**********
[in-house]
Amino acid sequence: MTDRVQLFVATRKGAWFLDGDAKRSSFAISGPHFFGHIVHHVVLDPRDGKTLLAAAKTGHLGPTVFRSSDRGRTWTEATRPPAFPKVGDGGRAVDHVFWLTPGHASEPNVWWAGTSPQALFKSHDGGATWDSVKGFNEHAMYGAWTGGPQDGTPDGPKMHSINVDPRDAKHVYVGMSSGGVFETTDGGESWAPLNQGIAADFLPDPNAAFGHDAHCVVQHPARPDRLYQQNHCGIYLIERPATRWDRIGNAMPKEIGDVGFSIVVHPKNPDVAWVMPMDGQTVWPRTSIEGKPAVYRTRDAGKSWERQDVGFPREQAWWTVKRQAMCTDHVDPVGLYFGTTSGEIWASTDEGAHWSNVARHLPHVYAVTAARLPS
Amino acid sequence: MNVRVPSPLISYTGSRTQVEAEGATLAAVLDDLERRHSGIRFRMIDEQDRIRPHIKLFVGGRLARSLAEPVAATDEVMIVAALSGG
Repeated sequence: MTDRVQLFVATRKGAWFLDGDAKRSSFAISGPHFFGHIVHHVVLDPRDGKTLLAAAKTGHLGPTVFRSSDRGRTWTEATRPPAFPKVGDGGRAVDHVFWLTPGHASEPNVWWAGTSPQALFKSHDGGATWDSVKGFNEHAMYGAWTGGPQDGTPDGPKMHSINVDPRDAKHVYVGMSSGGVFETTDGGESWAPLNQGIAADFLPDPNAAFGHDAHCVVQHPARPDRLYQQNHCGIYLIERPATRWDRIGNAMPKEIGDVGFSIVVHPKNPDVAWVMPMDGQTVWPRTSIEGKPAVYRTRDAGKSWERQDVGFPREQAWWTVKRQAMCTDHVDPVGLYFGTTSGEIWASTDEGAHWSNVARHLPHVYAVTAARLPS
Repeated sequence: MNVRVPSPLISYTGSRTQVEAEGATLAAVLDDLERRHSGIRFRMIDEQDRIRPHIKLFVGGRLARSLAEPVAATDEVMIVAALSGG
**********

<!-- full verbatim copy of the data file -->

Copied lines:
[in-house]
Amino acid sequence: MTDRVQLFVATRKGAWFLDGDAKRSSFAISGPHFFGHIVHHVVLDPRDGKTLLAAAKTGHLGPTVFRSSDRGRTWTEATRPPAFPKVGDGGRAVDHVFWLTPGHASEPNVWWAGTSPQALFKSHDGGATWDSVKGFNEHAMYGAWTGGPQDGTPDGPKMHSINVDPRDAKHVYVGMSSGGVFETTDGGESWAPLNQGIAADFLPDPNAAFGHDAHCVVQHPARPDRLYQQNHCGIYLIERPATRWDRIGNAMPKEIGDVGFSIVVHPKNPDVAWVMPMDGQTVWPRTSIEGKPAVYRTRDAGKSWERQDVGFPREQAWWTVKRQAMCTDHVDPVGLYFGTTSGEIWASTDEGAHWSNVARHLPHVYAVTAARLPS
Amino acid sequence: MNVRVPSPLISYTGSRTQVEAEGATLAAVLDDLERRHSGIRFRMIDEQDRIRPHIKLFVGGRLARSLAEPVAATDEVMIVAALSGG
Repeated sequence: MTDRVQLFVATRKGAWFLDGDAKRSSFAISGPHFFGHIVHHVVLDPRDGKTLLAAAKTGHLGPTVFRSSDRGRTWTEATRPPAFPKVGDGGRAVDHVFWLTPGHASEPNVWWAGTSPQALFKSHDGGATWDSVKGFNEHAMYGAWTGGPQDGTPDGPKMHSINVDPRDAKHVYVGMSSGGVFETTDGGESWAPLNQGIAADFLPDPNAAFGHDAHCVVQHPARPDRLYQQNHCGIYLIERPATRWDRIGNAMPKEIGDVGFSIVVHPKNPDVAWVMPMDGQTVWPRTSIEGKPAVYRTRDAGKSWERQDVGFPREQAWWTVKRQAMCTDHVDPVGLYFGTTSGEIWASTDEGAHWSNVARHLPHVYAVTAARLPS
Repeated sequence: MNVRVPSPLISYTGSRTQVEAEGATLAAVLDDLERRHSGIRFRMIDEQDRIRPHIKLFVGGRLARSLAEPVAATDEVMIVAALSGG